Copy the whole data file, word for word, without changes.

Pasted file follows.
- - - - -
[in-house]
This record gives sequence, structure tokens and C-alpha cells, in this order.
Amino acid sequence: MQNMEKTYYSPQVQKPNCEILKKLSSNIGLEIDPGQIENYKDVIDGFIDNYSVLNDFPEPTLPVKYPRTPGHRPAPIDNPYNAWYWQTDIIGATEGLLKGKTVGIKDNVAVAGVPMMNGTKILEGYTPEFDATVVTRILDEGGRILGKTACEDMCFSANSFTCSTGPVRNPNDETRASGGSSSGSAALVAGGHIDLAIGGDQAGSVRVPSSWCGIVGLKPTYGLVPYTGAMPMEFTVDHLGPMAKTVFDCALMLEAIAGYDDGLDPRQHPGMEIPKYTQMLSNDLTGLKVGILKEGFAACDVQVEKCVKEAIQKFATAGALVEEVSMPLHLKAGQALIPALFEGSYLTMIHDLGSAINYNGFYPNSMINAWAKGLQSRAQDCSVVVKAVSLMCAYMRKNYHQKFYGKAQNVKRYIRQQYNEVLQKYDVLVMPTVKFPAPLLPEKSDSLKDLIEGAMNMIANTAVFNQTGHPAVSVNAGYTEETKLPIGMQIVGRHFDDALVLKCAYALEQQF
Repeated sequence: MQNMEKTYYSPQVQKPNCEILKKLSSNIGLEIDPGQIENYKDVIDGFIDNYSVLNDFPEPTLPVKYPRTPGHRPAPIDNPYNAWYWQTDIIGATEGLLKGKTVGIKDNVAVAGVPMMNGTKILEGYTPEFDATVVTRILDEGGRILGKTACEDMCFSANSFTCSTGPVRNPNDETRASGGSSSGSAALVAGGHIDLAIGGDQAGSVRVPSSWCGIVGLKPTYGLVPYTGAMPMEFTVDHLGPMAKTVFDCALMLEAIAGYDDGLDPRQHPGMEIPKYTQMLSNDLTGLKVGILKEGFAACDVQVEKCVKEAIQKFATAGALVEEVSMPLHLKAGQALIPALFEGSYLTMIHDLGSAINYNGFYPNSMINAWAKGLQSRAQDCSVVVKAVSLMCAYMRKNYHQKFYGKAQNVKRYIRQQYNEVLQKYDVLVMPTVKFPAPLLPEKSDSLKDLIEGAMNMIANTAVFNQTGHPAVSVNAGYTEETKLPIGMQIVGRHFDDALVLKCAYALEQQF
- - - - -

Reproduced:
[in-house]
This record gives sequence, structure tokens and C-alpha cells, in this order.
Amino acid sequence: MQNMEKTYYSPQVQKPNCEILKKLSSNIGLEIDPGQIENYKDVIDGFIDNYSVLNDFPEPTLPVKYPRTPGHRPAPIDNPYNAWYWQTDIIGATEGLLKGKTVGIKDNVAVAGVPMMNGTKILEGYTPEFDATVVTRILDEGGRILGKTACEDMCFSANSFTCSTGPVRNPNDETRASGGSSSGSAALVAGGHIDLAIGGDQAGSVRVPSSWCGIVGLKPTYGLVPYTGAMPMEFTVDHLGPMAKTVFDCALMLEAIAGYDDGLDPRQHPGMEIPKYTQMLSNDLTGLKVGILKEGFAACDVQVEKCVKEAIQKFATAGALVEEVSMPLHLKAGQALIPALFEGSYLTMIHDLGSAINYNGFYPNSMINAWAKGLQSRAQDCSVVVKAVSLMCAYMRKNYHQKFYGKAQNVKRYIRQQYNEVLQKYDVLVMPTVKFPAPLLPEKSDSLKDLIEGAMNMIANTAVFNQTGHPAVSVNAGYTEETKLPIGMQIVGRHFDDALVLKCAYALEQQF
Repeated sequence: MQNMEKTYYSPQVQKPNCEILKKLSSNIGLEIDPGQIENYKDVIDGFIDNYSVLNDFPEPTLPVKYPRTPGHRPAPIDNPYNAWYWQTDIIGATEGLLKGKTVGIKDNVAVAGVPMMNGTKILEGYTPEFDATVVTRILDEGGRILGKTACEDMCFSANSFTCSTGPVRNPNDETRASGGSSSGSAALVAGGHIDLAIGGDQAGSVRVPSSWCGIVGLKPTYGLVPYTGAMPMEFTVDHLGPMAKTVFDCALMLEAIAGYDDGLDPRQHPGMEIPKYTQMLSNDLTGLKVGILKEGFAACDVQVEKCVKEAIQKFATAGALVEEVSMPLHLKAGQALIPALFEGSYLTMIHDLGSAINYNGFYPNSMINAWAKGLQSRAQDCSVVVKAVSLMCAYMRKNYHQKFYGKAQNVKRYIRQQYNEVLQKYDVLVMPTVKFPAPLLPEKSDSLKDLIEGAMNMIANTAVFNQTGHPAVSVNAGYTEETKLPIGMQIVGRHFDDALVLKCAYALEQQF